The local one is a Tornado I've discovered.


The only real difference between the Thunderhead and Tornado is the Thunderhead had gold parts, deluxe Schaller machine heads, and matching color neck. The Tornado's parts were chrome with Klusons and blonde-finished neck. Both were available with either a Schaller vibrato or trapeze tailpiece. One other thing on Electric Storm Series guitars, the later year models (about '72) the necks were joined to the body farther back, with less fingerboard over the body.


I'm a big fan of Ovation electrics, but not so much their acoustics or acoustic electrics...



I always loved the roundback design. My first good acoustic was a Balladeer. I currently have an Elite cutaway electric and use of my brother's 12-string Pacemaker. I used to sell Ovations, so I'm a little partial to them.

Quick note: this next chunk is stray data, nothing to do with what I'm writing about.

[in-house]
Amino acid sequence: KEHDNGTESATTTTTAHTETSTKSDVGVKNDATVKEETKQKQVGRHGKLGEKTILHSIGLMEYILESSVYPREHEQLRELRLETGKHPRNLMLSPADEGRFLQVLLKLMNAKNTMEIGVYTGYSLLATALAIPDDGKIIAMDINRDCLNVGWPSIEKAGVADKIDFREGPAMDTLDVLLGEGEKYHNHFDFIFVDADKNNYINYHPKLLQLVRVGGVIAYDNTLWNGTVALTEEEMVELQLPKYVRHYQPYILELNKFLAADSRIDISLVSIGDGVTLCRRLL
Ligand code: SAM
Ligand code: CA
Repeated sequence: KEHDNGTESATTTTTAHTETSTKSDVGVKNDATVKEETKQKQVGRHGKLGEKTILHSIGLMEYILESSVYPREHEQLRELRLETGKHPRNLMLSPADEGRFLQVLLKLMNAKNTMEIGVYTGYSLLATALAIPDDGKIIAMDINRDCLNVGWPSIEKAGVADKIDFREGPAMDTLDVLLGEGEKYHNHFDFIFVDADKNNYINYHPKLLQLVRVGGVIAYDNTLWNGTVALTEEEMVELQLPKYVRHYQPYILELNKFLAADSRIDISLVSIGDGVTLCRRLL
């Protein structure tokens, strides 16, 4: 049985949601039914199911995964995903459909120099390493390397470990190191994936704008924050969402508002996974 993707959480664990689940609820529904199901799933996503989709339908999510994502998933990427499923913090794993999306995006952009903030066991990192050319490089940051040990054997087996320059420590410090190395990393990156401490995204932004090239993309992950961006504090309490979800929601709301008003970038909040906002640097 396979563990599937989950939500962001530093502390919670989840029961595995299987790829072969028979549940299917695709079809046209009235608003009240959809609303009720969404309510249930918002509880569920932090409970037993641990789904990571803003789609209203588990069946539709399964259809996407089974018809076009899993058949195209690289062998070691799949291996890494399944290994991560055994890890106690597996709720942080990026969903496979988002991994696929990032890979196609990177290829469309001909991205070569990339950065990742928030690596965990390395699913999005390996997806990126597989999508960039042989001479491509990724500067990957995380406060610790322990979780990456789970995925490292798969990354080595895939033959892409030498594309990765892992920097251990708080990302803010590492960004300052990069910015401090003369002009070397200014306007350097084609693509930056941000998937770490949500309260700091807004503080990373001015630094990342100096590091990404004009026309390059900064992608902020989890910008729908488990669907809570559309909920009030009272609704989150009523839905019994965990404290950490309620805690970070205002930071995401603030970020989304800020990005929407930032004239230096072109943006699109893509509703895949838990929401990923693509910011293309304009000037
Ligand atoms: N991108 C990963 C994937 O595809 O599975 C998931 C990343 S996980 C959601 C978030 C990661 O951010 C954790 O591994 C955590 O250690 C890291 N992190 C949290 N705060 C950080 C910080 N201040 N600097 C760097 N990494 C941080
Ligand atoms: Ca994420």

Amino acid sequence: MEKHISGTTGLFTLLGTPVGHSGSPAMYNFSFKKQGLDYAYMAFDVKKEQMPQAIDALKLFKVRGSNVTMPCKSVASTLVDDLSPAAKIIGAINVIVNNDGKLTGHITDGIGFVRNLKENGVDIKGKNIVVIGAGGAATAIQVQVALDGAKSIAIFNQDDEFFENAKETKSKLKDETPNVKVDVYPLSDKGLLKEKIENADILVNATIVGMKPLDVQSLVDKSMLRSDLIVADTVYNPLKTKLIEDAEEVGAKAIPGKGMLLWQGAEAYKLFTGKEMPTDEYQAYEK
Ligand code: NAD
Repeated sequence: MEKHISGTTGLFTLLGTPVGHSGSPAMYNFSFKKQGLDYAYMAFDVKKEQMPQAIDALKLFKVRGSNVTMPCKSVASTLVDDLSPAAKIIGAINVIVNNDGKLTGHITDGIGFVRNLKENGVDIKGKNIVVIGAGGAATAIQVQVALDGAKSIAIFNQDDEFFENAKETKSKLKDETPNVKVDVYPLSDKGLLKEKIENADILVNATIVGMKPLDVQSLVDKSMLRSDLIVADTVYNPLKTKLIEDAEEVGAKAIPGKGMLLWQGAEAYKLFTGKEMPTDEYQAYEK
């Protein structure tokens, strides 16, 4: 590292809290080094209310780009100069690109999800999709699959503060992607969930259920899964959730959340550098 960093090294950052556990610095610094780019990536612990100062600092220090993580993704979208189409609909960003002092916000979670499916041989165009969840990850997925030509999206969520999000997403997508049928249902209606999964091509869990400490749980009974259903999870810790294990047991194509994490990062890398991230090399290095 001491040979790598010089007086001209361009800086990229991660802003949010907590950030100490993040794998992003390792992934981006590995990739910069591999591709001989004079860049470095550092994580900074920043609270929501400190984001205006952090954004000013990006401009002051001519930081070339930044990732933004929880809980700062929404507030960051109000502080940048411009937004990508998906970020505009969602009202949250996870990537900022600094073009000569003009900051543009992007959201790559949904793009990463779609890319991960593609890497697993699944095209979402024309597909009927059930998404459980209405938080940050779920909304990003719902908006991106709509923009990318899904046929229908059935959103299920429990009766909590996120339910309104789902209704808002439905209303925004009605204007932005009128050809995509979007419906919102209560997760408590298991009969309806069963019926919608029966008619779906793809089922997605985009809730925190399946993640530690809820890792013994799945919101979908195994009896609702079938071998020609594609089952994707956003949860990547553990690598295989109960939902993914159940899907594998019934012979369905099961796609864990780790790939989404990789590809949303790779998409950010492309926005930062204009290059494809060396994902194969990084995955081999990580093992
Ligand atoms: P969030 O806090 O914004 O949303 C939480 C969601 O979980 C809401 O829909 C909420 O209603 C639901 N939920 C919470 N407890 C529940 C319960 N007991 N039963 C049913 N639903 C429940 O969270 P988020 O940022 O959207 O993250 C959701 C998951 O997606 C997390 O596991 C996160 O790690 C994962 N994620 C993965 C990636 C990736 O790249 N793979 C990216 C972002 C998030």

I was reading a thing online about the Storms saying Framus from West Germany made the bodies rather than Höfner. The original Typhoon Bass (Williwaw) actually had the same elongated cutaway shape of several Höfner guitars and basses. The Thunderhead/Tornado/Hurricane/Eclipse all had spruce-topped maple bodies with what Ovation called their "Replaceable Neck" (in other words, "Bolt-on"). Also, the Eclipse was their entry level Storm, but was actually a Thunderhead or Tornado whose finish was rejected by quality control. These bodies were painted with the Lyracord bowl's "Bowl Paint" to cover them up. The DeArmond pickups they used in the Eclipse were actually a little hotter than the Thunderhead's.


Here's my '68 K1460 Thunderhead.


I just had to add my newest Ovation to this thread...a 1968 Hurricane 12-string!


I can't pick up my Thunderhead without breaking into "Wichita Lineman"!

– duojet55

Does it come with a 55 gallon drum of hairspray?